Baljit Ubhey, CPS London Chief Crown Prosecutor, said:
"The Crown Prosecution Service has today authorised the Metropolitan Police Service to charge Dr Majeed Ridha with allegedly encouraging or assisting either (i) the administration of a drug called Misoprostol with intent to procure a miscarriage or (ii) the supply of a drug called Misoprostol for the purpose of procuring a miscarriage. This charge relates to an investigation by The Sunday Times newspaper involving an undercover journalist conducted in September 2012.
“Dr Ridha faces a charge of encouraging or assisting an offence, contrary to section 46 of the Serious Crime Act 2007. He is alleged to have encouraged an offence under either section 58 or section 59 of the Offences Against the Person Act 1861.
"This decision to prosecute was taken in accordance with the Code for Crown Prosecutors. We have determined that there is sufficient evidence for a realistic prospect of conviction and that a prosecution is in the public interest.
"Dr Ridha will appear before Westminster Magistrates' Court on 10 April 2014.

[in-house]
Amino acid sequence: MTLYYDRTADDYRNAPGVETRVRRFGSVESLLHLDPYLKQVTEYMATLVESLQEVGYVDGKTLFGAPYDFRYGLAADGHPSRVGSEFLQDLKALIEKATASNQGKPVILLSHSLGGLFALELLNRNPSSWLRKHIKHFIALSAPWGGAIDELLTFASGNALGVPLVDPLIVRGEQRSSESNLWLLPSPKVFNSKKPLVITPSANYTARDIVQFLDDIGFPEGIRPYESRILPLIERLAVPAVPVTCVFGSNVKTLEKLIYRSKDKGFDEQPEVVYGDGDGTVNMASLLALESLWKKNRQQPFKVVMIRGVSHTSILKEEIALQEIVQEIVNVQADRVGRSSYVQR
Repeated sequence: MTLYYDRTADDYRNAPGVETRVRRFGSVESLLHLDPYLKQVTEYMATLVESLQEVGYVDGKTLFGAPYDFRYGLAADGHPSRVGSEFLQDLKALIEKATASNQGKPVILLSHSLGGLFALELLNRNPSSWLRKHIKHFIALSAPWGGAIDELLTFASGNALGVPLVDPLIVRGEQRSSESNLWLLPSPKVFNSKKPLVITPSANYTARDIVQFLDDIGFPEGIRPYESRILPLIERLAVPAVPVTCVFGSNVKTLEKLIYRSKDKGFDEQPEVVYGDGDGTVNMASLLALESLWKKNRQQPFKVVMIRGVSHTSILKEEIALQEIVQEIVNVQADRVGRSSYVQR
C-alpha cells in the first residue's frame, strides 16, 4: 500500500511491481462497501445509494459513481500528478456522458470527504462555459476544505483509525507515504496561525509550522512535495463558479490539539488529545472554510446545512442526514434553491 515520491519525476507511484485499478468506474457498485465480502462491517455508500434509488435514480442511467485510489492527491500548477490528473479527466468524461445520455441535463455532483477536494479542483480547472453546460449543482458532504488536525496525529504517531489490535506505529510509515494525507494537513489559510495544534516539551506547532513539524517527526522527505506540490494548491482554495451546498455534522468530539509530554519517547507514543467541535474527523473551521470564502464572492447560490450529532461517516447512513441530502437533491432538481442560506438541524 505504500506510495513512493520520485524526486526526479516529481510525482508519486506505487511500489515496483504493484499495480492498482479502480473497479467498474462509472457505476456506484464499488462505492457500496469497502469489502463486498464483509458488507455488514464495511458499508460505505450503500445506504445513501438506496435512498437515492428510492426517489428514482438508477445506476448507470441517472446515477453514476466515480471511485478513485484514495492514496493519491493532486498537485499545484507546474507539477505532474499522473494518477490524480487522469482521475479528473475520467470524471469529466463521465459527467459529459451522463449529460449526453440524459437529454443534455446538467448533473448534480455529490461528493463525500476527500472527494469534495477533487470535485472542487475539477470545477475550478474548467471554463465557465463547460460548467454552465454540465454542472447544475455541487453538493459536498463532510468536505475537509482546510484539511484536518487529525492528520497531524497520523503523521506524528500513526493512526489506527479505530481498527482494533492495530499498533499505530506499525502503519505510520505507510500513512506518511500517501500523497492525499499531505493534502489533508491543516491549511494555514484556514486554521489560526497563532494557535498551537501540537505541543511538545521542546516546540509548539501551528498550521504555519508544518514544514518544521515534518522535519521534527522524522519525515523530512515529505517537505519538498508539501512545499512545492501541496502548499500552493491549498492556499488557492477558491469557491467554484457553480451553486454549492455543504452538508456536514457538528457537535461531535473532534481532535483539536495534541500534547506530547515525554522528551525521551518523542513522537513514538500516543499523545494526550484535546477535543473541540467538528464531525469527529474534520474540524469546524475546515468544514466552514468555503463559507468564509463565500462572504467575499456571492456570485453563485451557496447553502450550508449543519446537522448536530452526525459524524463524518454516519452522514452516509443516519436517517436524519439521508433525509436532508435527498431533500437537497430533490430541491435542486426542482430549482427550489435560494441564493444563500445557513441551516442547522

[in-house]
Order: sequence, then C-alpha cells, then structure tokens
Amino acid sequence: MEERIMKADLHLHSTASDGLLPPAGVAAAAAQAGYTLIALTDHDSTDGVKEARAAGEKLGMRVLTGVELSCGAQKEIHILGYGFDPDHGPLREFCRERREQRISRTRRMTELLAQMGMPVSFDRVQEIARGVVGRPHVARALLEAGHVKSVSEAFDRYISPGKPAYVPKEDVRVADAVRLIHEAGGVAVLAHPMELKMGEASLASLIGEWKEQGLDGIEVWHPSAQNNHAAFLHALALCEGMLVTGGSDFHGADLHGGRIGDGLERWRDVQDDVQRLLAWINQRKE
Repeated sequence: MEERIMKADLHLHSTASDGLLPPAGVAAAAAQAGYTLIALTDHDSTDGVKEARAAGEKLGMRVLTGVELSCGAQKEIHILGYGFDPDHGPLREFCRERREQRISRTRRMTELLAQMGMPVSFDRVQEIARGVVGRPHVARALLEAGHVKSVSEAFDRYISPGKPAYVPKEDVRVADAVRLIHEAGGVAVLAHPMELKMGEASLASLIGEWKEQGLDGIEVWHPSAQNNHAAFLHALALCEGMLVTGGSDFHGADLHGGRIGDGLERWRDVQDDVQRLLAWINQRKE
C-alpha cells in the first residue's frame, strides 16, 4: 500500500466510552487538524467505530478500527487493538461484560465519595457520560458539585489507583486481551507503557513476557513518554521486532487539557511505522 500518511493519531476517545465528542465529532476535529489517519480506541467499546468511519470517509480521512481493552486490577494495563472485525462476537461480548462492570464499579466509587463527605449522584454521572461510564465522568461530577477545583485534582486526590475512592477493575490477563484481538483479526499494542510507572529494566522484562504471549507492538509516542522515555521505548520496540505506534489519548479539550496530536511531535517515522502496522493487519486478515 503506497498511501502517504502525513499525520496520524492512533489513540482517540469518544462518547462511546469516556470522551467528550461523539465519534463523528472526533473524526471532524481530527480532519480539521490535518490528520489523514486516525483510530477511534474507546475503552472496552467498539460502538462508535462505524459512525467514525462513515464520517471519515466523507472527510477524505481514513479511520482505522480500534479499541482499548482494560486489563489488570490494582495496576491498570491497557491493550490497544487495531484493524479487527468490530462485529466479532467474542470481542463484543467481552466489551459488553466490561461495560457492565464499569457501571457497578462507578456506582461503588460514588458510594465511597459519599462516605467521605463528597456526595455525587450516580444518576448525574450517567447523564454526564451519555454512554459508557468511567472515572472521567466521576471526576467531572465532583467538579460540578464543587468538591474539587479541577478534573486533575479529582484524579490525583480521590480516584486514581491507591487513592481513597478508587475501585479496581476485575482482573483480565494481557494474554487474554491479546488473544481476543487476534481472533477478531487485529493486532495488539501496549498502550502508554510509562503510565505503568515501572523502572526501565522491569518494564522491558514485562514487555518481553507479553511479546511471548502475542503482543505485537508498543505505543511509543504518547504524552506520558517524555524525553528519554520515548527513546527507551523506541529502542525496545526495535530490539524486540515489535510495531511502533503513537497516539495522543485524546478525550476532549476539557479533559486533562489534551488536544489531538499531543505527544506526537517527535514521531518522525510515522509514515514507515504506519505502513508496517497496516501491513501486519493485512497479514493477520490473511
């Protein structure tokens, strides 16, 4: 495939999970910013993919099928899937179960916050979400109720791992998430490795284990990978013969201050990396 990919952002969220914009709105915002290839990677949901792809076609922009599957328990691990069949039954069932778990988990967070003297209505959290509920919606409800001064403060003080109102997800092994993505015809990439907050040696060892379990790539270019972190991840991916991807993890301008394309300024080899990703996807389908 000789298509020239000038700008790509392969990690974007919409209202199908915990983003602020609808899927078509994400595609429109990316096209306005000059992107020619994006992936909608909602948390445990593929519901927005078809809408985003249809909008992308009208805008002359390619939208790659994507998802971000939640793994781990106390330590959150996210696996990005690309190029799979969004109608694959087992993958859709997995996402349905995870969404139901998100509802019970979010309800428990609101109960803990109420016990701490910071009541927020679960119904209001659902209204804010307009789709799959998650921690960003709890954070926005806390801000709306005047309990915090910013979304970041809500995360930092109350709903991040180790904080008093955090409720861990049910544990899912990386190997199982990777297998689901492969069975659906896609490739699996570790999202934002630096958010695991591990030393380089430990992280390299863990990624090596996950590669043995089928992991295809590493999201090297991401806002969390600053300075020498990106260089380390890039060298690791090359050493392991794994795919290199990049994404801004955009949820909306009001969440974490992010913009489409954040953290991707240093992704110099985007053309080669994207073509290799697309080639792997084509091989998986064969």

“We have also decided that no further action should be taken in relation to a pharmacist who was also connected with the same investigation by The Sunday Times newspaper, as we determined that there was insufficient evidence for a realistic prospect of conviction.
“May I remind all concerned that Dr Ridha has a right to a fair trial. It is very important that there should be no reporting, commentary or sharing of information online which could in any way prejudice these proceedings. For these reasons, it would be inappropriate for me to comment further."
Under s46 of the Serious Crime Act, the prosecution can allege that a defendant encouraged one or more offences. Our duty is to select the most appropriate offence. Parliament allows this form of charging where encouragement of assistance might relate to one or more offence.